Patricia C. Wrede’s Fantasy World-building questions are great, and the World-building Leviathan is equally awesome, but there are times when they just don’t hit the spot. Like, when you’re halfway (or more) into your novel and you need to sort out what a battle mage can do that an illusionist can’t.
Sure, you can jot down a few notes and whack them into a notebook, but if, like me, you can’t stand the thought of not being organised, something a little more structured is in order.
Normally, I’d turn to Scrivener, but, until the iPad version comes out, it doesn’t work so well on-the-go. Yes, you can sync your files to an external folder and edit them on the iPad (which works great for writing), but whatever file structure you’ve created in Scrivener is lost, and when I’m world-building I need folders, and not just any folders, but nested folders and lots of them.
And so, I set out to make myself a template in which I could make random notes, while still being organised, and that I could use just as easily from my laptop as my iPad. Continue reading →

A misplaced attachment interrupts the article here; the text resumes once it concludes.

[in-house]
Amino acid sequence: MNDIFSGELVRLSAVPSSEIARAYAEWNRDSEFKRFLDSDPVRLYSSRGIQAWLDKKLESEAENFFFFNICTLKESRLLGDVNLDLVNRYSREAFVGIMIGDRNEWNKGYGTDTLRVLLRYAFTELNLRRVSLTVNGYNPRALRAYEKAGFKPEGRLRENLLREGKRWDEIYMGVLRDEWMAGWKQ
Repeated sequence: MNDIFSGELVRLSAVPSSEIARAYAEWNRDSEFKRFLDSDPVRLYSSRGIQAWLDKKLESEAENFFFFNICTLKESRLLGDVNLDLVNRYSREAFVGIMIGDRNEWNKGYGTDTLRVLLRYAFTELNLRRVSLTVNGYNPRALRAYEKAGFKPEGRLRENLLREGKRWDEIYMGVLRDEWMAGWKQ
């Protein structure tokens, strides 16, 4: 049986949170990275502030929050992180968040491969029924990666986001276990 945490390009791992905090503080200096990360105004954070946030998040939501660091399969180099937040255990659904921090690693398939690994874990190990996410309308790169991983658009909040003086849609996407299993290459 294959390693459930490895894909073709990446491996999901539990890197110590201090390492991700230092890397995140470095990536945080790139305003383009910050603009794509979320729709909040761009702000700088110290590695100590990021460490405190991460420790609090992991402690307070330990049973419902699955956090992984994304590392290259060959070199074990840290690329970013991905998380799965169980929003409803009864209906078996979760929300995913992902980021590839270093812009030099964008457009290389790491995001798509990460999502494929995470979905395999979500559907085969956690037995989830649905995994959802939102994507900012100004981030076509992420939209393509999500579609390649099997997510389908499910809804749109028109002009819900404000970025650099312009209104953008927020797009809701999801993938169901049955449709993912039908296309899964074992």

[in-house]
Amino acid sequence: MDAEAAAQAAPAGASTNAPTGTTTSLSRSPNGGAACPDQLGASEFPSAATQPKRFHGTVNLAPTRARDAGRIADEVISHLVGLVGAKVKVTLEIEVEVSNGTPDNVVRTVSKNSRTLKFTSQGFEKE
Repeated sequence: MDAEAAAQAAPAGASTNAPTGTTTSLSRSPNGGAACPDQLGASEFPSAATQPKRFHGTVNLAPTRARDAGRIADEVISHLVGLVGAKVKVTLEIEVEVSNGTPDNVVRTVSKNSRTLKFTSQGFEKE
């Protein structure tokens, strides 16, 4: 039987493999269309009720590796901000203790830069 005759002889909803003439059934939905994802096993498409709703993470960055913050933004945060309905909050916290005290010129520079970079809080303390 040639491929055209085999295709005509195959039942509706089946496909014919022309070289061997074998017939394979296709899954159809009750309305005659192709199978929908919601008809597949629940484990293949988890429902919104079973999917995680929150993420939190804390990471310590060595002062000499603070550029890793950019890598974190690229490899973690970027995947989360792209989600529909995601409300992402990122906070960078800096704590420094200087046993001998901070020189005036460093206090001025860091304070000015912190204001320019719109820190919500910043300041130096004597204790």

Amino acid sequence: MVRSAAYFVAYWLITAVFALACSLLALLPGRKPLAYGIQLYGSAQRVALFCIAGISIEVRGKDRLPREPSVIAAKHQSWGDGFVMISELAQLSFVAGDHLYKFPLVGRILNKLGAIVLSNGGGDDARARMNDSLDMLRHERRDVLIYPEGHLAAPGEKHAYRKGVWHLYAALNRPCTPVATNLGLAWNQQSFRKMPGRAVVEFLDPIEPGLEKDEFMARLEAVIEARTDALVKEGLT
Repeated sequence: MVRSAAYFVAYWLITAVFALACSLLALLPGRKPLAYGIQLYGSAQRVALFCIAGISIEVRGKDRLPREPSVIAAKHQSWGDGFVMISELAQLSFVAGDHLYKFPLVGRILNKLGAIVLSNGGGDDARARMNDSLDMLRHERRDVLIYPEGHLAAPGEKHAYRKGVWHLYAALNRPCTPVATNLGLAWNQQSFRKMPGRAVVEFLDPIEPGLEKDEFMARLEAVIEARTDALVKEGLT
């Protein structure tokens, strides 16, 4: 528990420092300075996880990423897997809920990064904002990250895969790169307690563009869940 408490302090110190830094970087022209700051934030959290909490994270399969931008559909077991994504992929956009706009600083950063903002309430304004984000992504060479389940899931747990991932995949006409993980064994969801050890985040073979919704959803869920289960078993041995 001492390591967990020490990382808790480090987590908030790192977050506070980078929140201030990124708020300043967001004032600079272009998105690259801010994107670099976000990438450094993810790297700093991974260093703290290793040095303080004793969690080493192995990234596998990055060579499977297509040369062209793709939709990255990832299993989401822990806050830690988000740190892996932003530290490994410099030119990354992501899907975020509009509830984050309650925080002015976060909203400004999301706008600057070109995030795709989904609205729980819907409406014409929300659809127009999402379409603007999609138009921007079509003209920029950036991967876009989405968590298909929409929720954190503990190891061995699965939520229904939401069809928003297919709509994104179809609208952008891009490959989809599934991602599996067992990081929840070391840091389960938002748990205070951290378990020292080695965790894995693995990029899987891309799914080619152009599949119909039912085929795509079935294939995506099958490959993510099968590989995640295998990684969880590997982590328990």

This year I’m participating in a few memes and the very first one is Top Ten Tuesday at The Broke and the Bookish (which is a great blog title!).
Aptly, the first Top Ten for the year is the Top 10 books I’m going to read this year. In this I’ve sprinkled some of the books I also have listed for the Australian Women Writers Challenge (AWWC) 2013. The AWWC is about raising the profile of female authors in Australia, because always seems as if the men win all the literary prizes.
I first devoured the Song of the Lioness series when I was ten; to say that it was my favourite set of books ever is to understate the case. Alanna, the series protagonist, was my childhood hero, and not just because she had a magic sword and a talking cat. Alanna was my hero because she was doing something forbidden and getting away with it.
It wasn’t an especially bad thing that she was doing, like selling drugs or stealing, she was just doing what the boys did – playing with swords, riding horses, going to war – and if that meant she had to lie about her gender, well, that only added to the tension.